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Hansel and Gretel: Witch Hunters

Recent years have seen classic fairy tales spawn a variety of cinematic adaptations. In some cases, we see family friendly updates like Mirror, Mirror. In others, we see dark reimaginings like Snow White and the Huntsman. In each of these cases, regardless of how successful they might have been in achieving their artistic visions, it was clear what type of movie was being made. With Hansel and Gretel: Witch Hunters, such is hardly the case.

The film opens with a playful macabre tone, hearkening back to the family-friendly (but nonetheless scary) Halloween movies of the '80s and '90s, and prompting hope for this attitude to carry forth throughout the movie. The brimming imagery, silly dialogue, and overacting of the introductory scene makes it feels like the kind of thing you'd have loved as a child — the sort of film you'd make a tradition of watching every October... until you reached 9th grade and were forever robbed of your innocent love of simple pleasures.

But following the intro — which sends young Hansel and Gretel off into the pitch black woods after their mother and father are forced to hide them from an undisclosed threat, and subsequently throws them into the clutches of a decrepit old witch in a candy house — we're treated to a movie with a stark identity crisis. The subject matter, pacing, aesthetic style, and sophistication of the material all suggest a film for children. But for some reason, this movie seems bent on proving itself ''mature.'' Kind of like when you reached 9th grade and were forever robbed of your innocent love of simple pleasures, and felt the need to prove just how grown up you were, Hansel and Gretel ''rebels'' against its childlike nature by throwing in very jagged flashes of grotesque gore and misplaced expletives.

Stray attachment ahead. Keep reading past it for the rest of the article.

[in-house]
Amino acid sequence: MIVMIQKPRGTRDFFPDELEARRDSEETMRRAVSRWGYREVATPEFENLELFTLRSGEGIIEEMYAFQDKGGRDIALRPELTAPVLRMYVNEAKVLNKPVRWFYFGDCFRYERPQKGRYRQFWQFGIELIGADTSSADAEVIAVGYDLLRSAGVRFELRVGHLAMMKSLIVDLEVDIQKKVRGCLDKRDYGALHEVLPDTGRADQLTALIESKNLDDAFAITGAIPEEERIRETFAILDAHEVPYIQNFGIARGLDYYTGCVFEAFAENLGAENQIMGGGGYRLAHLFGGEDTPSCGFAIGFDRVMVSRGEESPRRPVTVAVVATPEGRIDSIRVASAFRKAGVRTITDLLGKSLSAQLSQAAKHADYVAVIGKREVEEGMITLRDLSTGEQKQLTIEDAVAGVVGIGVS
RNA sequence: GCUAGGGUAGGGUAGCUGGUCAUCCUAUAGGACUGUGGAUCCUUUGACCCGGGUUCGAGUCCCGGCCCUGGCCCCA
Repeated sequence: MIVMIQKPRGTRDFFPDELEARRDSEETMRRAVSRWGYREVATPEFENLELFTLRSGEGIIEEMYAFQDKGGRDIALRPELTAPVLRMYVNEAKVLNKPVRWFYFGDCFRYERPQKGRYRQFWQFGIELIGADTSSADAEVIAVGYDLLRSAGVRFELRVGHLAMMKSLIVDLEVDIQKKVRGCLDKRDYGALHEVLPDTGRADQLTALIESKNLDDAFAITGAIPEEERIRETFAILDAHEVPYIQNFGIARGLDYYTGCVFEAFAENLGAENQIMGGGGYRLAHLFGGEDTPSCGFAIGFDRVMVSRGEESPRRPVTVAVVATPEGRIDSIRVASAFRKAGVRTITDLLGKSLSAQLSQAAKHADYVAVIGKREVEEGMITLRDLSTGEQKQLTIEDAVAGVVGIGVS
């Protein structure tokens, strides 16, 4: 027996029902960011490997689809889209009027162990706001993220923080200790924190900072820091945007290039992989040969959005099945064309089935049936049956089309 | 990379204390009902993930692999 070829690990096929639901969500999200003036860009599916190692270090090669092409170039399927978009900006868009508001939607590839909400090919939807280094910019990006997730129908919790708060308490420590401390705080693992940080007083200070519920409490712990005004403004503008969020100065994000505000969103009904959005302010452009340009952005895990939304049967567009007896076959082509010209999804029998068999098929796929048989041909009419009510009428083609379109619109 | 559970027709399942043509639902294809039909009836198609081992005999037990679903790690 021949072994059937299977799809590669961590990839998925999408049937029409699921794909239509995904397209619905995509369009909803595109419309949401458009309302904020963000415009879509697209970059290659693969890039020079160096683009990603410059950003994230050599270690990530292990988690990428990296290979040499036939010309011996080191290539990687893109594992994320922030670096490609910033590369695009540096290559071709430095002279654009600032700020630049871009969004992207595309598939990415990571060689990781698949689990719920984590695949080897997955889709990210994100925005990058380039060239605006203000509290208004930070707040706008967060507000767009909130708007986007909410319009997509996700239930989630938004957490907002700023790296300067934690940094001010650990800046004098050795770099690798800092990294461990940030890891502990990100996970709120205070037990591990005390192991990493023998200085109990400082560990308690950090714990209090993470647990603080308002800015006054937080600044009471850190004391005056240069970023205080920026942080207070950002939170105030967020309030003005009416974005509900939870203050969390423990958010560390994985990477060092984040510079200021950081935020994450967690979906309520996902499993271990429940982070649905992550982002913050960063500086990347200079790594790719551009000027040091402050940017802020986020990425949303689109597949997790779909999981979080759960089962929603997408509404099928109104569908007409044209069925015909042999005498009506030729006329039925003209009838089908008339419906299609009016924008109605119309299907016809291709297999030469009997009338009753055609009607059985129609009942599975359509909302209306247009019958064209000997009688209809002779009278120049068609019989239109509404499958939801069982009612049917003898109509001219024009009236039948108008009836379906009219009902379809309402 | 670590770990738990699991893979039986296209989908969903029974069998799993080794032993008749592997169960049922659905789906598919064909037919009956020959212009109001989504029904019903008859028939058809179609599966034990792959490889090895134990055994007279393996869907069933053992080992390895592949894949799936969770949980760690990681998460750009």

The two youngsters manage to escape the wrath of a witch and then devote their lives to taking the witch race down, hired as bounty hunters by a small town mayor to recover the kidnapped children of a handful of villagers. Now, this could successfully translate in two different ways: it could take form as a fun-for-all-ages adventure wrapped in black magic and kooky characters, or as a dark, adult deconstruction of the classic tale. What we get instead is a grab for both, and an achievement of neither, with the confusion of the mixed message landing Hansel and Gretel in a nebulous middle ground.

The story we're faced with seems best suited for young ones. Simplicity is the name of the game for titular heroes Jeremy Renner and Gemma Arteron, who don't have much in the way of character beyond ''We kill witches!'' Renner is the puggish kill-first-question-later gun-toter, stricken with diabetes (the strangest element of this movie) after his run-in with the candy house witch; Arteron is vicious with a crossbow and a headbutt, but more even-keeled and demanding of evidence of witchcraft before imparting her wrath. The duo are teamed with the likes of Mina (Pihla Viitala), an enigmatic woman saved from torch-wielding villagers by Hansel and Gretel, Ben (Thomas Mann), an overly eager young fan of the pair who looks and acts like he's straight out of Growing Pains, and eventually Edward (Derek Mears), a closed-mouthed troll who takes a liking to Gretel for mysterious reasons. The uncomplicated characters, fast-flying broomstick chases, and incredibly accessible overarching plot would and should land us with a PG-13 gunner.

But the prevalence of the aforementioned gore, nonstop violence, and harsh language stamps the picture with an R-rating. And for the adults to whom this brand of movie is limited, something like Hansel and Gretel would come off as brainless. Not dull — the pacing ensures that you won't be bored. Not overwhelmingly bad in any way, really. Just lacking in substance and charm. In a word, dumb.

While preteens and young teens might eat this kind of thing up (whether or not they should is an entirely different question), adults will find it unfulfilling. Empty characters, paper-thin plots, effortless (this is not a compliment) acting by the whole cast — even generally talented players like head witch Famke Janssen and villainous sheriff Peter Stormare — will give a sophisticated viewer nothing to hold onto. But for some reason, the movie insists on its head smashings and awkward exclamations of ''F**k!'' Throwing these to the wayside might have actually granted the movie a more successful mission statement.

Hansel and Gretel doesn't have anything at its disposal capable of making it a great movie, or even a good one. But a decision as to whom it wishes to please would at least have bumped it up a notch or two. No, it's not a painful watch, nor an offensive one. As suggested above, it simply offers nothing discernible. And to whom? That's the big question. rated this film 2 stars.